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Not suitable under 14; parental guidance to 15 (violence, themes, language, scary scenes)
This topic contains:
|Children under 14
|Not suitable due to violence, themes, scary scenes and language.
|Children aged 14–15
|Parental guidance recommended due to violence, themes, scary scenes and language.
|Children aged 16 and over
|Ok for this age group.
This section contains details about the movie, including its classification by the Australian Government Classification Board and the associated consumer advice lines. Other classification advice (OC) is provided where the Australian film classification is not available.
|Name of movie:
|Consumer advice lines:
|Mature themes and action violence
This review of the movie contains the following information:
Aside from a quick glimpse of what life was like for the young Natasha and Yelena in mid-1990’s Ohio, Black Widow picks up shortly after the film Captain America: Civil War left off. Natasha (Scarlett Johansen) is on the run from the US government and is hiding out in Norway when she encounters a robotic soldier intent on stealing an antidote for chemical subjugation. The villainous Dreykov (Ray Winstone) is using this tool to disable free will and keep an army of ‘black widows’ under his personal control. Under the impression that Dreykov had been killed, Natasha heads to Budapest where she encounters her estranged sister, Yelena (Florence Pugh), who was trained as an assassin and has just escaped from Dreykov's black widow army. Together the sisters decide to track down the infamous Red Room; stop Dreykov; and free the women held under his control. Seemingly, Dreykov doesn’t exist, nor does his Red Room, so the pair set off to find their ‘father’, Alexei (David Harbour), the only person they know who might be able to track Dreykov down. After freeing him in a daring prison break, they find themselves on their way to a pig farm where their ‘mother’, Melina (Rachel Weisz) (whom they believed to be dead), is running chemical tests and finding ways to control every action in an effort to further assist Dreykov with his evil plans. Battling the trauma of their younger years, the sisters try to come to terms with their past and with each other, wondering what was real and what was not, wondering if they can trust those they once called their parents, and wondering if they have the strength to do what must be done – to look within themselves, atone for past mistakes and, ultimately, save the world.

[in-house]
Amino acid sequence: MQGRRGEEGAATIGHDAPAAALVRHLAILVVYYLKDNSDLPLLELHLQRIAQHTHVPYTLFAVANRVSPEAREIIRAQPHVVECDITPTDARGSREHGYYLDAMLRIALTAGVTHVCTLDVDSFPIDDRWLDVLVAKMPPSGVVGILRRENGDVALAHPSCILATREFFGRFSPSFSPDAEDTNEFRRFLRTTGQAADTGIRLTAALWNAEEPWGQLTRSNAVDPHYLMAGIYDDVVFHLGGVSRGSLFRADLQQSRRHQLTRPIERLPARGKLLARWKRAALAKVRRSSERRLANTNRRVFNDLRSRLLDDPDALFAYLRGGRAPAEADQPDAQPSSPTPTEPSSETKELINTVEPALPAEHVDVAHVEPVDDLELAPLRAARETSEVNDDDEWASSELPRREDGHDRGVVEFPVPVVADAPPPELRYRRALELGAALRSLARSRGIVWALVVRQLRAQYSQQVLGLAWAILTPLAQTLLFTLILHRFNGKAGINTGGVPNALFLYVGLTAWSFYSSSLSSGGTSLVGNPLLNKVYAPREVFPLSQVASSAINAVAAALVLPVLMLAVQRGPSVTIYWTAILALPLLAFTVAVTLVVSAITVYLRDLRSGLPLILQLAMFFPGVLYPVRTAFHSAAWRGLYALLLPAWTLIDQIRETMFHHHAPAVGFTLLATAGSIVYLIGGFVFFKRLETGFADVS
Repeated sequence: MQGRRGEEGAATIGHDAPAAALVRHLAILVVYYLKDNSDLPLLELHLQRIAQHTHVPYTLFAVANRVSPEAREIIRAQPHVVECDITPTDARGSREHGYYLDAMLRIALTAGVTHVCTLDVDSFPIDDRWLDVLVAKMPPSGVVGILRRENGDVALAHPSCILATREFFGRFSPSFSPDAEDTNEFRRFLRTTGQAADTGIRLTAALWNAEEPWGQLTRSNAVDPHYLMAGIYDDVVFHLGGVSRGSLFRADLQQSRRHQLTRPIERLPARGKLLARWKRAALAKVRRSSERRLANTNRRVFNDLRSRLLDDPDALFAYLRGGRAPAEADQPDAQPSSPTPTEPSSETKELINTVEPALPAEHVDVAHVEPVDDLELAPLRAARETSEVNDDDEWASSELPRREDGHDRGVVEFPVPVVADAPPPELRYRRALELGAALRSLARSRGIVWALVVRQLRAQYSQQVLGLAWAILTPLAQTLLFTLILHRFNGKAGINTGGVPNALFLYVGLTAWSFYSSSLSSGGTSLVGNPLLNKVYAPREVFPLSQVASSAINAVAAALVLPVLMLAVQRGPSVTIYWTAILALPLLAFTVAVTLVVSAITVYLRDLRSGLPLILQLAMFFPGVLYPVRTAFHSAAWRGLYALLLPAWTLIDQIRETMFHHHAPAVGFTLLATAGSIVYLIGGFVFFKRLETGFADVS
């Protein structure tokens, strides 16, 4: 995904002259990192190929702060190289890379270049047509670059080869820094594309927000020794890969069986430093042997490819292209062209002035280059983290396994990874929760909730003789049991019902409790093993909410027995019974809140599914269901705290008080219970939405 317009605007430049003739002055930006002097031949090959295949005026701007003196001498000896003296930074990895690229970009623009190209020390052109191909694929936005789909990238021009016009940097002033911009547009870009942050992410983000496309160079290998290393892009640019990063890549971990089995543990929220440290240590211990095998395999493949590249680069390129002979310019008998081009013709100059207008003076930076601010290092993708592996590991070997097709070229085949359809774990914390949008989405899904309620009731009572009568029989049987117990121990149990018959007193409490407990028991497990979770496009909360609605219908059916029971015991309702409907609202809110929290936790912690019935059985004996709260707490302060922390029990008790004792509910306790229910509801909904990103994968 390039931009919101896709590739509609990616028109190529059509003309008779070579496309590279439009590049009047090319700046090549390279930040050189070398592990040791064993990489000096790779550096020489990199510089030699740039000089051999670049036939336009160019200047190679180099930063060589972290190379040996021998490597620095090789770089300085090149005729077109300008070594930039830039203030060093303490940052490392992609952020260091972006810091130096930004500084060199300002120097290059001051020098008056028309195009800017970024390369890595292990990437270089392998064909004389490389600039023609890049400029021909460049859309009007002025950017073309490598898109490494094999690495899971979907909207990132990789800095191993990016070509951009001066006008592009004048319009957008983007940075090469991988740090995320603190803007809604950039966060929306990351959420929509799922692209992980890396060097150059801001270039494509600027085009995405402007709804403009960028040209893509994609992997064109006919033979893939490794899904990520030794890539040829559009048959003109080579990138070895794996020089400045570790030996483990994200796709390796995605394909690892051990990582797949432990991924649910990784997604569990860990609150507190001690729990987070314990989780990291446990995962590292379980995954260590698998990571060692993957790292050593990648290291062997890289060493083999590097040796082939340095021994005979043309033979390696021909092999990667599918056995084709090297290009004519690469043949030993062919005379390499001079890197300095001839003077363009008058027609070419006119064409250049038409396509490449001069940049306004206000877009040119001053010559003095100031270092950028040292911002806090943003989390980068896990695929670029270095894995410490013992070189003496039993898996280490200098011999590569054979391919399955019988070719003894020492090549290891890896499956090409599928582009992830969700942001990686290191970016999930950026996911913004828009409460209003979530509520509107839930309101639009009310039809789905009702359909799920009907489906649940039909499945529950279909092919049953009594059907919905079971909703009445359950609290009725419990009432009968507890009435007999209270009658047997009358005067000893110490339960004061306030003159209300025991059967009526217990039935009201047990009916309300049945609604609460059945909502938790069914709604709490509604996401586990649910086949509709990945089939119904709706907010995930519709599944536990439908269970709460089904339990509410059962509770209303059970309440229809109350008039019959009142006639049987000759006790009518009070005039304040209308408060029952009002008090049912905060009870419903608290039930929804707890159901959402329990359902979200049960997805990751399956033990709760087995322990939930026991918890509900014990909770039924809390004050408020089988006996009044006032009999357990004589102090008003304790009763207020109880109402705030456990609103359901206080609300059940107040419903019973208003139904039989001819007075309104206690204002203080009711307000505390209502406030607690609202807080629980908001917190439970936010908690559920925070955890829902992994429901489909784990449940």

Children and adolescents may react adversely at different ages to themes of crime, suicide, drug and alcohol dependence, death, serious illness, family breakdown, death or separation from a parent, animal distress or cruelty to animals, children as victims, natural disasters and racism. Occasionally reviews may also signal themes that some parents may simply wish to know about.
Family breakdown; Forced separation of family members; Child trafficking; Training of child soldiers; Mind control of populations; Male oppression and the notion that women are ‘expendable’.
Research shows that children are at risk of learning that violence is an acceptable means of conflict resolution when violence is glamourised, performed by an attractive hero, successful, has few real life consequences, is set in a comic context and / or is mostly perpetrated by male characters with female victims, or by one race against another.